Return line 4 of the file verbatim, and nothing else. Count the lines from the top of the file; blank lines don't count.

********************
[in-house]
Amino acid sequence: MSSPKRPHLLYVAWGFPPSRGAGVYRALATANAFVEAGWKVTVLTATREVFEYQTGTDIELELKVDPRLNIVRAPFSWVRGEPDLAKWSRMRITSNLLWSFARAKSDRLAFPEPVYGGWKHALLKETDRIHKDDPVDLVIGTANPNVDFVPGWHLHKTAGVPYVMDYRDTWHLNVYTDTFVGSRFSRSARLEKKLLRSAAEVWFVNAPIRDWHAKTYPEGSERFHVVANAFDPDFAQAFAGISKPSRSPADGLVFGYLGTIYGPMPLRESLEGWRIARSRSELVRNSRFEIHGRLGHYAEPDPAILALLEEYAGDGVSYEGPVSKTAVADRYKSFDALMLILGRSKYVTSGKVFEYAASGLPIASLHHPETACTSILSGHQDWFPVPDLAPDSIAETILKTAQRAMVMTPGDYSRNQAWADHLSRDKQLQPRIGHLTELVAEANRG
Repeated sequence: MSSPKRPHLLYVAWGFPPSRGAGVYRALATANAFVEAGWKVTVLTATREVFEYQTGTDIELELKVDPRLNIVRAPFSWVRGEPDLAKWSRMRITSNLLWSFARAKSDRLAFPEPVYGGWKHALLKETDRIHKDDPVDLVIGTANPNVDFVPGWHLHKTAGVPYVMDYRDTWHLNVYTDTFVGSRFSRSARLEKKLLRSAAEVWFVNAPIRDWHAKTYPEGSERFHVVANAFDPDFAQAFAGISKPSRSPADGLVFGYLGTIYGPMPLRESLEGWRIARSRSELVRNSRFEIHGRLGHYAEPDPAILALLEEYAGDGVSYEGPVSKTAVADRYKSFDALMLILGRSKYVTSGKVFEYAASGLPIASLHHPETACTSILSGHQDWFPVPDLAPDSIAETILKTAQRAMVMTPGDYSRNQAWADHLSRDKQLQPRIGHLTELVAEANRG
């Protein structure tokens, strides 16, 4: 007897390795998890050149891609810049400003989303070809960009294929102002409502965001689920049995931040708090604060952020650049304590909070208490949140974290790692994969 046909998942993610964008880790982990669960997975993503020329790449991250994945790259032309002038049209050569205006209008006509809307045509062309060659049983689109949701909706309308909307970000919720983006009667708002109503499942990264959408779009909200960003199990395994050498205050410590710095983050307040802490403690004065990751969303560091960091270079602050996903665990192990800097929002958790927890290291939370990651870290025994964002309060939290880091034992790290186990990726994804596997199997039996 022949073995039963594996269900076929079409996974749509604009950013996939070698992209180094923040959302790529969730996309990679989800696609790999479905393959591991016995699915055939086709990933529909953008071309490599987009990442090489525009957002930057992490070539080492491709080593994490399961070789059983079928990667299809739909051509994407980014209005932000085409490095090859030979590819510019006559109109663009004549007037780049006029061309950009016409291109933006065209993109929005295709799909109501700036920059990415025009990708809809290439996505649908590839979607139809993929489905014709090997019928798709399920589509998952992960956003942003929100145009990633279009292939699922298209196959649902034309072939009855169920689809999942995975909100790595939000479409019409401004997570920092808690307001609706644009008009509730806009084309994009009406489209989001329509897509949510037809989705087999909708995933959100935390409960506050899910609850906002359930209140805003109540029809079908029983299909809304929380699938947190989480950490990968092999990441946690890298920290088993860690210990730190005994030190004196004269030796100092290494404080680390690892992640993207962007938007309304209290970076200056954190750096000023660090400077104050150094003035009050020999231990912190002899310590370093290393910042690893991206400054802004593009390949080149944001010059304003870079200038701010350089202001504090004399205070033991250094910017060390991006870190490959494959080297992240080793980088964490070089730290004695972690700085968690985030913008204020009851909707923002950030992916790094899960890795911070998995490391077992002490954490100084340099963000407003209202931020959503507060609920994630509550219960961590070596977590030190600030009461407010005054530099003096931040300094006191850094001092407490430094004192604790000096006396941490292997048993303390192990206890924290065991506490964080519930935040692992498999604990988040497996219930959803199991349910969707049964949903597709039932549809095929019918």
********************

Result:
């Protein structure tokens, strides 16, 4: 007897390795998890050149891609810049400003989303070809960009294929102002409502965001689920049995931040708090604060952020650049304590909070208490949140974290790692994969 046909998942993610964008880790982990669960997975993503020329790449991250994945790259032309002038049209050569205006209008006509809307045509062309060659049983689109949701909706309308909307970000919720983006009667708002109503499942990264959408779009909200960003199990395994050498205050410590710095983050307040802490403690004065990751969303560091960091270079602050996903665990192990800097929002958790927890290291939370990651870290025994964002309060939290880091034992790290186990990726994804596997199997039996 022949073995039963594996269900076929079409996974749509604009950013996939070698992209180094923040959302790529969730996309990679989800696609790999479905393959591991016995699915055939086709990933529909953008071309490599987009990442090489525009957002930057992490070539080492491709080593994490399961070789059983079928990667299809739909051509994407980014209005932000085409490095090859030979590819510019006559109109663009004549007037780049006029061309950009016409291109933006065209993109929005295709799909109501700036920059990415025009990708809809290439996505649908590839979607139809993929489905014709090997019928798709399920589509998952992960956003942003929100145009990633279009292939699922298209196959649902034309072939009855169920689809999942995975909100790595939000479409019409401004997570920092808690307001609706644009008009509730806009084309994009009406489209989001329509897509949510037809989705087999909708995933959100935390409960506050899910609850906002359930209140805003109540029809079908029983299909809304929380699938947190989480950490990968092999990441946690890298920290088993860690210990730190005994030190004196004269030796100092290494404080680390690892992640993207962007938007309304209290970076200056954190750096000023660090400077104050150094003035009050020999231990912190002899310590370093290393910042690893991206400054802004593009390949080149944001010059304003870079200038701010350089202001504090004399205070033991250094910017060390991006870190490959494959080297992240080793980088964490070089730290004695972690700085968690985030913008204020009851909707923002950030992916790094899960890795911070998995490391077992002490954490100084340099963000407003209202931020959503507060609920994630509550219960961590070596977590030190600030009461407010005054530099003096931040300094006191850094001092407490430094004192604790000096006396941490292997048993303390192990206890924290065991506490964080519930935040692992498999604990988040497996219930959803199991349910969707049964949903597709039932549809095929019918």